With seven million of BT's (NYSE: BT) lines being used by competitive players such as Sky or TalkTalk, it's safe to say that the Ofcom's, the UK's main telecom regulator, bet on local loop unbundling (ULL) has paid off.
What contributed to the growth of the UK's competitive broadband market was an agreement reached between BT and Ofcom in September 2005 where BT developed its Openreach wholesale division to give competitors access to its copper and now its fiber (including both Fibre to the Cabinet and Fiber to the Home) networks.
Although a part of BT, Openreach is a functionally separated entity that deals with BT retail and its competitors in exactly the same way in terms of terms of prices, systems, and commercial relationship. "It's an interesting commercial model, and I think that the creation of Openreach as that access provider is one of the things that have led to such a competitive environment at the retail layer," said Tim Whitley, Group Strategy Director, BT Group, in a previous interview with FierceTelecom.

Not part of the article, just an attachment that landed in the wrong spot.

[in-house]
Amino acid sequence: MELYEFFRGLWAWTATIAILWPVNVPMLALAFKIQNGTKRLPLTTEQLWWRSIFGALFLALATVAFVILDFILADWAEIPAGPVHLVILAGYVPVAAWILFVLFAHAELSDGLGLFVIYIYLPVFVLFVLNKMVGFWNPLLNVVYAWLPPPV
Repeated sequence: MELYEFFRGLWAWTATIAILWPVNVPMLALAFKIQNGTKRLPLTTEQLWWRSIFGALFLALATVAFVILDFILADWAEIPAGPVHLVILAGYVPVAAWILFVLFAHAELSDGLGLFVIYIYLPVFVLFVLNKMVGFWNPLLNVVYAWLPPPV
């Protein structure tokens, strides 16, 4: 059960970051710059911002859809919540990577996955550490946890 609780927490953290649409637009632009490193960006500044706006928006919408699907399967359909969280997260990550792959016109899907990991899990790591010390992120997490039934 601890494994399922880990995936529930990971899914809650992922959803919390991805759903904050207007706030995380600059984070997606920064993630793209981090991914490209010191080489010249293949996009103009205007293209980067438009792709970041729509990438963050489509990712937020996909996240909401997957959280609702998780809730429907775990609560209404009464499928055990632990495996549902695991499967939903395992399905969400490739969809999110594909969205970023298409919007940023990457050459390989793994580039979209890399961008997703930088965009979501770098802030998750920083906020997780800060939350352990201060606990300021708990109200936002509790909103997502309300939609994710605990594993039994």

Competition in the UK's broadband market has come a long way. Consider this fact: in 2005, there were only 123,000 unbundled lines in the UK and consumers had no other option but BT for their phone and broadband service.
UK consumers and SMBs can now choose from over 30 different service providers offering unbundled services. Not surprisingly, greater choice has driven down broadband prices to about $20 a month, making it more attractive to more users.
And the broadband adoption numbers speak for themselves. Since September 2005, broadband adoption by residential users and SMBs has risen from 37 percent to 71 percent.
- see the Ofcom release here
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